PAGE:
Rolling over assets from one IRA to another can also be a minefield. If you take the money from the first IRA and don't put it into the second IRA within 60 days, the distribution is considered taxable income. You can only do one rollover per 12-month period. A better option may be a "trustee to trustee" transfer, in which assets move directly from one financial institution to the next. You can do an unlimited number of these transfers.

Another common mistake is failing to take RMDs on time. You must take your first RMD by April 1 of the year following the year you turn 70½. Subsequent RMDs must be taken by the end of each calendar year. If you delay taking the first RMD until the year after turning 70½, you will need to take two RMDs in that second year. Consider asking your custodial firm to automatically calculate your RMD each year and transfer the amount to a non-retirement account.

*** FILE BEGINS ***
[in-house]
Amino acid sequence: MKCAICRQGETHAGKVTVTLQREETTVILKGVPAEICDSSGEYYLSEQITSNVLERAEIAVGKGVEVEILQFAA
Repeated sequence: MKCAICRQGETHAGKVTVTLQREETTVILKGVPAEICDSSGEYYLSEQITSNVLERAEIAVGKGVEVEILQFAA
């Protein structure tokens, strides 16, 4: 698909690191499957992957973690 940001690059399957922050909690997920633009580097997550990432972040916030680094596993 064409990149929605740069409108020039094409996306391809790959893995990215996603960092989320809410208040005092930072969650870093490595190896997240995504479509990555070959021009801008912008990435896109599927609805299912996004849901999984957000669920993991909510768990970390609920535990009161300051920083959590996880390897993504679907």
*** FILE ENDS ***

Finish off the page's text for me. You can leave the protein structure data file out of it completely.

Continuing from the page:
If you accidentally skip all or part of an RMD, take the distribution as soon as you remember and file Form 5329, attaching a letter explaining why you believe you qualify for a waiver of the 50% penalty. Generally, the IRS has been generous in granting waivers to taxpayers who make a one-time RMD goof. But, Goldberg says, "don't wait for the IRS penalty to come down and then fumble for a reasonable excuse."

Haven’t yet filed for Social Security? Create a personalized strategy to maximize your lifetime income from Social Security. Order Kiplinger’s Social Security Solutions today.

Most Popular

Your Guide to Roth Conversions
Special Report
Tax Breaks

Your Guide to Roth Conversions